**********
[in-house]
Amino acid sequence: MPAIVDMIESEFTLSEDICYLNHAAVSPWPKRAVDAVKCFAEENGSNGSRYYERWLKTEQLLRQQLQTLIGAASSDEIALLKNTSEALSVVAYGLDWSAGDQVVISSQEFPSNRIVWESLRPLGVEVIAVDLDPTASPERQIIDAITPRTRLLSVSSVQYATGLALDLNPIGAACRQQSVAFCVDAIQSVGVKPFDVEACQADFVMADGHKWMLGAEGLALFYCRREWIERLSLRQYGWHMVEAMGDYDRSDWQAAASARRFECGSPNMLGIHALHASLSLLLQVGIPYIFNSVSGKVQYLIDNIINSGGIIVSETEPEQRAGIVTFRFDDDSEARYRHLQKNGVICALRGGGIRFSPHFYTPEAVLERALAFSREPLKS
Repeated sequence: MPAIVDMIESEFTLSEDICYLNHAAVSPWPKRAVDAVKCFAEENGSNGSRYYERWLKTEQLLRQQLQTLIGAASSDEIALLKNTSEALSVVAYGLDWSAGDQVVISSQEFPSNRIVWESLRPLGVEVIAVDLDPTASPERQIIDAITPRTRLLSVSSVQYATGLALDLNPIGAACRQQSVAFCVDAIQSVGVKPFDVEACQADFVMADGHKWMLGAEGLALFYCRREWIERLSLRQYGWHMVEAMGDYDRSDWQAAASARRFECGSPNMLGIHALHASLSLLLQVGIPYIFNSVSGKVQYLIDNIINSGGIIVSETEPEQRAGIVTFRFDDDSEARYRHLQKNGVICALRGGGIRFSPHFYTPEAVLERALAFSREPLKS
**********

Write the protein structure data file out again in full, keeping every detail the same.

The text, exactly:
[in-house]
Amino acid sequence: MPAIVDMIESEFTLSEDICYLNHAAVSPWPKRAVDAVKCFAEENGSNGSRYYERWLKTEQLLRQQLQTLIGAASSDEIALLKNTSEALSVVAYGLDWSAGDQVVISSQEFPSNRIVWESLRPLGVEVIAVDLDPTASPERQIIDAITPRTRLLSVSSVQYATGLALDLNPIGAACRQQSVAFCVDAIQSVGVKPFDVEACQADFVMADGHKWMLGAEGLALFYCRREWIERLSLRQYGWHMVEAMGDYDRSDWQAAASARRFECGSPNMLGIHALHASLSLLLQVGIPYIFNSVSGKVQYLIDNIINSGGIIVSETEPEQRAGIVTFRFDDDSEARYRHLQKNGVICALRGGGIRFSPHFYTPEAVLERALAFSREPLKS
Repeated sequence: MPAIVDMIESEFTLSEDICYLNHAAVSPWPKRAVDAVKCFAEENGSNGSRYYERWLKTEQLLRQQLQTLIGAASSDEIALLKNTSEALSVVAYGLDWSAGDQVVISSQEFPSNRIVWESLRPLGVEVIAVDLDPTASPERQIIDAITPRTRLLSVSSVQYATGLALDLNPIGAACRQQSVAFCVDAIQSVGVKPFDVEACQADFVMADGHKWMLGAEGLALFYCRREWIERLSLRQYGWHMVEAMGDYDRSDWQAAASARRFECGSPNMLGIHALHASLSLLLQVGIPYIFNSVSGKVQYLIDNIINSGGIIVSETEPEQRAGIVTFRFDDDSEARYRHLQKNGVICALRGGGIRFSPHFYTPEAVLERALAFSREPLKS